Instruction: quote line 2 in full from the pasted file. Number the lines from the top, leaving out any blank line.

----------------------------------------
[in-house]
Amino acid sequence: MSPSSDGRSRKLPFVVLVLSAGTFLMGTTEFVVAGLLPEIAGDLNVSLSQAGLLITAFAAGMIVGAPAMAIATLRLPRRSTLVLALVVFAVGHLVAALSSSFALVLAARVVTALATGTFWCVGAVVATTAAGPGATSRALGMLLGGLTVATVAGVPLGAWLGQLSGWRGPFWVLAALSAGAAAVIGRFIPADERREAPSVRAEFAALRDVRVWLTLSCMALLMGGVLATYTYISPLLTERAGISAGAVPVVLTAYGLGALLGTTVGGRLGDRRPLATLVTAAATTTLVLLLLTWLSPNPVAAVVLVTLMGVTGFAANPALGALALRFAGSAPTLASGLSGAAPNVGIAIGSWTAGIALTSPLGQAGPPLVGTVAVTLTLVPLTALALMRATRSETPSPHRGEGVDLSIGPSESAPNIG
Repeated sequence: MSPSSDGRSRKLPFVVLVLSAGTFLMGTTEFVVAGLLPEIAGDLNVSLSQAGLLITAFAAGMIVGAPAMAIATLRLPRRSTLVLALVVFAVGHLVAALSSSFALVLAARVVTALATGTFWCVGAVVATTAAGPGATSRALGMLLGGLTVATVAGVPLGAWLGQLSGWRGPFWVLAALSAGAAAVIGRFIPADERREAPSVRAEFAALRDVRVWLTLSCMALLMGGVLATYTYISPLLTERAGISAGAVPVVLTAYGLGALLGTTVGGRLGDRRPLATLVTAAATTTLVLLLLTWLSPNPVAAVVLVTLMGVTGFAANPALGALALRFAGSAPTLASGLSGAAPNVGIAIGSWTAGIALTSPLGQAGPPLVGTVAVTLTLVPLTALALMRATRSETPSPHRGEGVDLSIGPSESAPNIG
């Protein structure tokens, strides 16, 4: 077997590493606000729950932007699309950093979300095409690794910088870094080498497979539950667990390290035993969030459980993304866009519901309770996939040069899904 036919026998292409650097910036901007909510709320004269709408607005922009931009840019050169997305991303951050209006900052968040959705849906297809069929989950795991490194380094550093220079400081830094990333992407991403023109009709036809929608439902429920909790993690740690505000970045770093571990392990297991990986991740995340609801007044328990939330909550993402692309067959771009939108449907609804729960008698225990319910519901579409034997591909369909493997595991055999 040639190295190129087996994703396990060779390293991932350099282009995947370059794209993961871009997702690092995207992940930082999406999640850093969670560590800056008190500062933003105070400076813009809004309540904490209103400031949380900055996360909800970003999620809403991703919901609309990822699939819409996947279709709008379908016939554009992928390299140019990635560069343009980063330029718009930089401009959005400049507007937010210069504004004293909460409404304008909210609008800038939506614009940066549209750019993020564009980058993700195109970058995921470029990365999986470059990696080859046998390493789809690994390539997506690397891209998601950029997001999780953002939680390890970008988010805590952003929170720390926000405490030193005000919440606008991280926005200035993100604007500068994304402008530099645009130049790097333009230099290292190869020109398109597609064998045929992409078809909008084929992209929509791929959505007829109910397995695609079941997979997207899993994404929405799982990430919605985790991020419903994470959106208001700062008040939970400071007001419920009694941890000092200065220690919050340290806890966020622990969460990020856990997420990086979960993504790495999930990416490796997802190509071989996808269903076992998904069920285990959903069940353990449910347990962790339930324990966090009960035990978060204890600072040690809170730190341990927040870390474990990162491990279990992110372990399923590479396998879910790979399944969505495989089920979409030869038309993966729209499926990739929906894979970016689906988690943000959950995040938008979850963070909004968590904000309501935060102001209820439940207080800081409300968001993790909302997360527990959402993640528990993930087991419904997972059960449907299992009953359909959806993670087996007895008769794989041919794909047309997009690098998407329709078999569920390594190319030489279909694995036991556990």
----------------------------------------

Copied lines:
Amino acid sequence: MSPSSDGRSRKLPFVVLVLSAGTFLMGTTEFVVAGLLPEIAGDLNVSLSQAGLLITAFAAGMIVGAPAMAIATLRLPRRSTLVLALVVFAVGHLVAALSSSFALVLAARVVTALATGTFWCVGAVVATTAAGPGATSRALGMLLGGLTVATVAGVPLGAWLGQLSGWRGPFWVLAALSAGAAAVIGRFIPADERREAPSVRAEFAALRDVRVWLTLSCMALLMGGVLATYTYISPLLTERAGISAGAVPVVLTAYGLGALLGTTVGGRLGDRRPLATLVTAAATTTLVLLLLTWLSPNPVAAVVLVTLMGVTGFAANPALGALALRFAGSAPTLASGLSGAAPNVGIAIGSWTAGIALTSPLGQAGPPLVGTVAVTLTLVPLTALALMRATRSETPSPHRGEGVDLSIGPSESAPNIG